I've got a young kid, so no advice to offer, but I do think about these issues. Seems like the general approach you have in mind makes sense. And the successful teenager stories--like songbird's comment, or any number of jo(e) stories--all come down to families where communication and respect are open and constant.

My friends and I were incredibly good and cautious kids (although I did end up (accidentally--not sure what was spiked) getting drunk at our senior picnic, something my parents had to have noticed but never mentioned to me. Generally speaking, I never had the sense that my parents fully trusted me, something which bugged me to no end, since--senior picnic aside--I was really a rule-follower. That little sense of not-quite-trusted never sat well with me, and I hope it's not a dynamic that will reappear in my own family now.

I think about this a lot, so I'mm glad you're writing about it (not to make your post all about me, of course!)

10:00 PM, July 29, 2006  
Blogger pink letter law said...

I'm glad people are talking about this! I have no kids of my own yet but I spend a lot of time with my boyfriend's 13 year old sister (I'm 28). I'm gradually learning to be tougher and set clear boundaries - I had to, especially when studying for the bar exam! Now I have to stay tough and keep the boundaries. I used to be concerned about being "cool" - with late night walks together and excess ice cream and stuff like that - never alcohol or cigarettes I hate all that stuff! The definition of "cool" that I have developed is the one that I'm going to stick with -the "cool" adult will go to events that matter to you, like your softball games and practices as often as possible, listen to you as you talk about stuff that has been going on in your life, set a good example by dressing appropriately and avoiding negative talk, encourage you to pursue your hopes and dreams, and love you no matter how much you say you hate them when they say you may not have or do something your way. Wow, now that I've written that out it seems even more definite and may give me even greater strenght to stick to it - she may not be lovin' it now, but in years to come she'll be thanking me just like I have been finding myself thanking my own mom and dad lately for having set clear boundaries and making sure that all the freedom that I had was well deserved. It resulted in my becoming (in my humble opinion) a darn good adult human being :)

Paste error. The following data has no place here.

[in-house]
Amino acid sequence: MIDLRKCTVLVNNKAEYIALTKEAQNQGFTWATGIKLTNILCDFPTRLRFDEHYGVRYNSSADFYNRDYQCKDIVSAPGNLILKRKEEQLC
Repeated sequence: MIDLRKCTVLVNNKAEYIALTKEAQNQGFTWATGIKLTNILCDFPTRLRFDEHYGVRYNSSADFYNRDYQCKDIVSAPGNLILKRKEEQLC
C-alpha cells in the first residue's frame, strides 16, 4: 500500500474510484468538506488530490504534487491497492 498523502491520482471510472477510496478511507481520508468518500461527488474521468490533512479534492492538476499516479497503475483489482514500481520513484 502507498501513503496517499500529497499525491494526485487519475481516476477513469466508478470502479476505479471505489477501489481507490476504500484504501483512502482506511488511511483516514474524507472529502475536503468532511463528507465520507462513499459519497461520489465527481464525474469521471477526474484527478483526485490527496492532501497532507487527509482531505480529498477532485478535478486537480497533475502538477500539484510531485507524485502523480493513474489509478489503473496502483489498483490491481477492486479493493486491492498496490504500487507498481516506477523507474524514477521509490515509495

2:55 PM, July 30, 2006  
Anonymous Anonymous said...

Underage drinking is against the law period. I don't care if Mom offers a a "taste" it is against the law, like drinking and driving is against the law. My parents would serve alcohol to the adults in their home but never to those underage (not even a sip of beer). The law is the law and if parents break it on some occasions the children learn that it is all right to break it or "stretch" it. No way!

3:40 PM, July 30, 2006  
Anonymous Anonymous said...